Let this then simply be my explanation of what is happening in this country with regard to taxes and why I believe something needs to be done about it.

Copyright © William Thien 2012

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Karl Marx wrote that religion was the “opium of the people.” His belief was that religion took the place of a heartless, cruel world. It sounds good. It may be true. Yet, I am not equipped to quantify that statement. And for the purposes of this observation, it is not necessary to make such an investigation. History has in fact done that for us.

I have another perspective on an idea that arose from Marxist beliefs, a product of socialistic and communistic government structures. I believe the Social Safety Net that we have here in The United States, the way it is structured and the way it is abused, is a modern form of an “opiate of the masses.” Drug abuse is defined as use of a drug for a purpose it was not intended. We shall see that The Social Safety Net is abused also, something that is common knowledge, though I believe the parallel I draw between Religion as an opiate of the masses and The Social Safety Net as an opiate of the masses may be novel.

As an example I will use the food assistance program where I reside to demonstrate my perspective. There can be no question there is a need for such assistance. But as you will see, in its present form it is merely a crutch, an addiction, an opiate.

Where I reside one only needs to read the paper to find almost daily or weekly references to large scale fraud dealing with our system of food stamps, a social safety net program as an example, called a “Quest Card.” Often those involved in the fraudulent activity are members of the government themselves, whether they be law enforcement which has access to personal information, or the social workers and case managers which have access to the entire system of disbursements. But the larger scale abuses are coming from the recipients themselves. They boldly place advertisements on Facebook and Craigslist offering to buy or sell food assistance benefits illegally. Trades of the Quest Cards are done for drugs, alcohol, cigarettes. Thousands claim they have lost their Quest Cards and re-apply for a new one, doubling their benefits as the first is lost and cashed out, so to speak, and then the recipient receives a new card. Benefits are often received twice, multiple times, six or more it is believed, in a benefit cycle.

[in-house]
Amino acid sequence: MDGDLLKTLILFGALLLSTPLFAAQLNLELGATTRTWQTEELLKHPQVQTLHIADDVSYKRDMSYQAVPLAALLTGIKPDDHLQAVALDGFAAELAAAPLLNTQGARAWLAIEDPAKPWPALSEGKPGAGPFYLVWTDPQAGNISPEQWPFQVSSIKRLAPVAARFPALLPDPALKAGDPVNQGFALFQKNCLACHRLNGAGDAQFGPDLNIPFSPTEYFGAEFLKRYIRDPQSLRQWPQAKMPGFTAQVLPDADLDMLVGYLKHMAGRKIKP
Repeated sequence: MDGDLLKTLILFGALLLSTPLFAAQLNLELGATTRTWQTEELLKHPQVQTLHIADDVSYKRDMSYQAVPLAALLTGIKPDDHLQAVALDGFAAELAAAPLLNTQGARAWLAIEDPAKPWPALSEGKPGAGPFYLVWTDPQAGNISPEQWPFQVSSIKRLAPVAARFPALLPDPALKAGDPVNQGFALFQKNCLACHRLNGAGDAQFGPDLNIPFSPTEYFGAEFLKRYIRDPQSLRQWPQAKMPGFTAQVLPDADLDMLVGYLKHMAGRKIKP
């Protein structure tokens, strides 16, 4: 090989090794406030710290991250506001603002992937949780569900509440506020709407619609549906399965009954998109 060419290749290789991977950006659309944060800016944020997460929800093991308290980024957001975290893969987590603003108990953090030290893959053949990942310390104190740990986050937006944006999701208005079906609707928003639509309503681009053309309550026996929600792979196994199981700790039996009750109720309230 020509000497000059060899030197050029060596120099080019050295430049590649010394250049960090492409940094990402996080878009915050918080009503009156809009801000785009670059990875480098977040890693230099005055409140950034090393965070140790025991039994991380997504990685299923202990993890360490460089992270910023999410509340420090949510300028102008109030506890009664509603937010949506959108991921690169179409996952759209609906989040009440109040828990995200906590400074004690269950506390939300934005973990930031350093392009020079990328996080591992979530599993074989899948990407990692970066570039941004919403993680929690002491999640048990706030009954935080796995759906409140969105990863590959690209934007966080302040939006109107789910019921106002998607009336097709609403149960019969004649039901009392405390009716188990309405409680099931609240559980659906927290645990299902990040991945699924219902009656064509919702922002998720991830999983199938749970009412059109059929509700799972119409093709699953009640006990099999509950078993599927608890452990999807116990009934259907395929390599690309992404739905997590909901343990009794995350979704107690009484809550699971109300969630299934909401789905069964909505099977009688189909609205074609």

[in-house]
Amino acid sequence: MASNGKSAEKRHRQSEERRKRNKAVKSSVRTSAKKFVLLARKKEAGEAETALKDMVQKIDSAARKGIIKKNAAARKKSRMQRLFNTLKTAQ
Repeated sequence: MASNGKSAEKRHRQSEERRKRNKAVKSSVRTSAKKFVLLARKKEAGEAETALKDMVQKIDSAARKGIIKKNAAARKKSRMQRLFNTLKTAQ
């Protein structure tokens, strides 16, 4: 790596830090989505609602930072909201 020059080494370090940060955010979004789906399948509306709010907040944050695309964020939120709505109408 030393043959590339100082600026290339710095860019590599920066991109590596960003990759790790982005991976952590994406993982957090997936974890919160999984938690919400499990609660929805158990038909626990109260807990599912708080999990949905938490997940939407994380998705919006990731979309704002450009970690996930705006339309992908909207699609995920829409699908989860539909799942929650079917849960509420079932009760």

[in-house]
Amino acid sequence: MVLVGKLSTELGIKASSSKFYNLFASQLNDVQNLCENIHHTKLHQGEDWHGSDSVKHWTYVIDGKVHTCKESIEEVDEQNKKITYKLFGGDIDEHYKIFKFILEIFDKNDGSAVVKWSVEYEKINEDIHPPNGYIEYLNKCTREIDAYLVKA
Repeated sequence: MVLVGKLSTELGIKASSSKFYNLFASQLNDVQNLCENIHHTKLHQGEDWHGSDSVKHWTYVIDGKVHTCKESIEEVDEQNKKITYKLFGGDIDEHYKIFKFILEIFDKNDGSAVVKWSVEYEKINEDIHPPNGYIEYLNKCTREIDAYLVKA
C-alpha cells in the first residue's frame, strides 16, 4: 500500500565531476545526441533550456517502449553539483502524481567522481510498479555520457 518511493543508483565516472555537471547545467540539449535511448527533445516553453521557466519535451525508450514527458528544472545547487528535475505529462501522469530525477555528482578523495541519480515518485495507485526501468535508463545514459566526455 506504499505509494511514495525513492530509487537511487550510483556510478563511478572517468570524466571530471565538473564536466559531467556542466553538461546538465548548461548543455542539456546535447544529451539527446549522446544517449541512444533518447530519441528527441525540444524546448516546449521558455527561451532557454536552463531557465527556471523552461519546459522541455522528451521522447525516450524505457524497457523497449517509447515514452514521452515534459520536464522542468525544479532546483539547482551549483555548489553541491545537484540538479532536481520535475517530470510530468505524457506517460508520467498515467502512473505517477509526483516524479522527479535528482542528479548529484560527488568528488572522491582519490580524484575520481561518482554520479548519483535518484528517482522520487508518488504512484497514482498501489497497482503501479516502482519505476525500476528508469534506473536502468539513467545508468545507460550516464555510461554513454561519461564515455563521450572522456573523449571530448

Then of course there is the user who doesn’t really need the assistance. That is where it is believed the greatest abuse occurs. But they are addicted to the system and are afraid to walk away from it. It is like a drug that is abused, not used for its proper intent, the definition of drug abuse. Once you are cured you are supposed to stop taking the drug. Food assistance benefits are supposed to help those in need but rarely do those who use the system use it only until they can recover from financial difficulty. Through clever manipulation of the system, tricks commonly shared often amongst generations of recipients, the beneficiary frequently continues to manipulate and use the system in perpetuity and therefor abuse it. It becomes like a drug, a crutch, an “opiate” and it keeps them reliant, keeps them oppressed. It is abused like a drug in a way. Food benefit assistance, the most obvious of the government programs arising out of socialist or communistic ideals is therefor an “opiate of the masses.” It is like an addiction.

I wonder what Karl Marx would think of that?

Copyright 2012 William Thien

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I am probably not the first to think of this, but since women have worked so hard to have more say in society and more power in the family unit, and many believe that men now have less and less power to control decisions within the family, why not let the candidates’ wives debate?

How many times have you heard someone say, “I have to ask my wife, first?” That should tell you something. I’m guessing that decision making process is just as influential with regard to the presidential candidates. So, if women have significantly more power to control decisions their husbands make compared to just twenty years ago, why not make them debate? After all, they wanted the power, now let’s hear what they have to say directly. We might even find out more about how their husband’s will make decisions instead of getting the line of BS.

We could run it during half-time of a football game.

Copyright 2012 William Thien